St. John’s Lutheran Church has developed a worship service designed for children and adults who have developmental disabilities, such as mental retardation and autism.
The separate service will take place at 3 p.m. on Sundays starting Aug. 24. A public meeting will be held at 3 p.m. Aug. 10 to introduce the concept to the community. Tours of the church and a slide show presentation are planned.
“We want to present the gospel in a language that people with developmental disabilities will understand and a style that makes them feel comfortable,” said Vicar Steve Hilgeman, who will lead the special services.
Each service will last 30 minutes. The sermon will last three or four minutes and focus on one theme. Scripture readings will be short. Music will play a big part with song choices that feature easy-to-learn lyrics.
Hilgeman has rewritten the liturgy using simple vocabulary. For example, his new version of the Apostle’s Creed is a series of straightforward statements, including “I believe God made the earth” and “I know Jesus loves me.” He also has rewritten prayers so that they are easier to memorize.
Rev. Steve Smithberger noted, too, that the bulletins will use graphics to let worshippers know when to sit, stand, pray or sing.
After the service, attendees will enjoy refreshments in the fellowship hall and talk about how the service made them feel.
“It will be an opportunity for them to process it before they go home and to ask questions,” Hilgeman said.
While the language will be simple and the service short, the endeavor is nonetheless serious.
“We want to be respectful of the persons as adults. We’re not making it kid-like; we’re just presenting abstract concepts in more concrete ways,” Smithberger said.
For some who attend, worship will be a new experience. For others, the special service could be a segue to traditional services at St. John’s or other churches. For all, it’s a chance to “praise God in their own language,” Hilgeman said.
Expertise behind the Idea
As for what kick-started the idea to hold a service for people with developmental disabilities, Smithberger said it was a combination of things. The church’s new building on Keny Boulevard is handicapped accessible; more people with a variety of disabilities are attending the church; and the congregation includes people with talents that speak to the needs of people with disabilities.
Hilgeman’s background made him an ideal candidate to lead the services. The Washington Court House resident has worked in the Mental Retardation and Developmental Disabilities (MRDD) field for over 20 years. He is superintendent of the Fayette County MRDD program.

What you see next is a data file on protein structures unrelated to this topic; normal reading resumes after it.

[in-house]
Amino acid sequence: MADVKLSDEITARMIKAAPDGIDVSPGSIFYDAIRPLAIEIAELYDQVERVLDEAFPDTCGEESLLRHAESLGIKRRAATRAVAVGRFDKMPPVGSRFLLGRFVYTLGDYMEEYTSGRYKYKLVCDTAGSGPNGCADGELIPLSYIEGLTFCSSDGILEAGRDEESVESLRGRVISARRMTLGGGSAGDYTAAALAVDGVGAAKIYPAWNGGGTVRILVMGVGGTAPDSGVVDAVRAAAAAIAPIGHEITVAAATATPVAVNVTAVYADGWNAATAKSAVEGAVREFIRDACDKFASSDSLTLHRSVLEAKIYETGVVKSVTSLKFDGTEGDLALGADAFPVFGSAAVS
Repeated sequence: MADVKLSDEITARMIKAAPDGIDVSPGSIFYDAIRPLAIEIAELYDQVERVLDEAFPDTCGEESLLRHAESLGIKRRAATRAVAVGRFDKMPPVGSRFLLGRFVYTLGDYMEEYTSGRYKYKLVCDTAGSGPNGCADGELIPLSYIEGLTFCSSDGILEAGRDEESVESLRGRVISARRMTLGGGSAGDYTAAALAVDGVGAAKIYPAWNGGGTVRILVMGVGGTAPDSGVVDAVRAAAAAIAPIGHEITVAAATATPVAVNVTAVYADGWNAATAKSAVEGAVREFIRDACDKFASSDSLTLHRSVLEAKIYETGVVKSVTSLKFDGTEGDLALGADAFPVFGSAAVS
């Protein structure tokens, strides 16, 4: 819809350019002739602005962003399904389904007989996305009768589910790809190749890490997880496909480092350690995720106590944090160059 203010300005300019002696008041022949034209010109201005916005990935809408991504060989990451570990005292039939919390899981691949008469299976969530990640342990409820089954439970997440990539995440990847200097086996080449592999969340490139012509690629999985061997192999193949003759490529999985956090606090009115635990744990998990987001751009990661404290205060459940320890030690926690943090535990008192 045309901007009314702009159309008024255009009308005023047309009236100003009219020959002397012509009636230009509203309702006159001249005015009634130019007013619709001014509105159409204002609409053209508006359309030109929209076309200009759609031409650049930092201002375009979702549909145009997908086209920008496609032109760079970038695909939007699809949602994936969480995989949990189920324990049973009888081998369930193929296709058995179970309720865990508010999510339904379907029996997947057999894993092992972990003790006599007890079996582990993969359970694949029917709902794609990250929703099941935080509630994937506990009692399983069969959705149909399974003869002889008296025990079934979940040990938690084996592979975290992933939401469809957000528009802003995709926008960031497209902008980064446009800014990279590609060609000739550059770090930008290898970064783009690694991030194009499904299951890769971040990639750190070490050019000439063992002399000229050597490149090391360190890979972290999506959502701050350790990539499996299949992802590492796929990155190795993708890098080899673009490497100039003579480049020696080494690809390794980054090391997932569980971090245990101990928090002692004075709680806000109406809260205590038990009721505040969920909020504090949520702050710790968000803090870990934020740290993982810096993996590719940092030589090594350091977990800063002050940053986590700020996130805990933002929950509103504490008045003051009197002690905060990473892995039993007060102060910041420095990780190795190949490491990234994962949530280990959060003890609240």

Hilgeman also is a seminary student at Trinity Lutheran Seminary in Columbus. His studies required him to observe “ministry in context;” he spent time at St. John’s, which led to a part-time position as the church’s vicar. As such, he assists with worship, makes hospital and home visits, and helps with Vacation Bible School.
The new services are the result of a group effort. Hilgeman will preach. Once a month, Smithberger will administer Holy Communion and conduct baptisms. “Shepherds” will be on hand before, during and after the service to help people with anything they need, from worship, to finding the rest room, to getting coffee. Family members or caregivers will need to attend the service to provide one-on-one care for those who are not as independent.
Speaking from Experience
Diane Miller Ryan grew up going to church, but after her son, Derek, was born, she stopped going for 14 years.
Derek has developmental disabilities and is in a wheelchair. That’s not what kept Ryan from attending church; it was the reaction of others.
“When you have a child with special needs that people can see, you get stares,” said the Plain City resident. “Sometimes, it’s really hard to feel like you’re accepted somewhere.”
This experience informs Ryan’s input as a member of the committee at St. John’s that is coordinating the new service. Ryan and Derek have been attending St. John’s for the last year and a half.
“Derek is 21 now and he is doing more community activities through the county MRDD program, where he knows he will be with people like him. You can really tell a difference in him,” she said. “So, for people with developmental disabilities to be able to worship with their peers, it will be a different way for them to feel.”
Ryan said the service will be beneficial to caregivers, as well.
“It will feel good to know that you can let your guard down and be yourself. It will be a more relaxed service,” she said.
For more information
St. John’s Lutheran Church is located at 380 Keny Boulevard. Anyone who cannot attend the Aug. 10 meeting is welcome to call to make an appointment for a tour or to ask questions. The church can be reached at 740-852-1522. Additional information can be found online at www.stjohnslondon.org.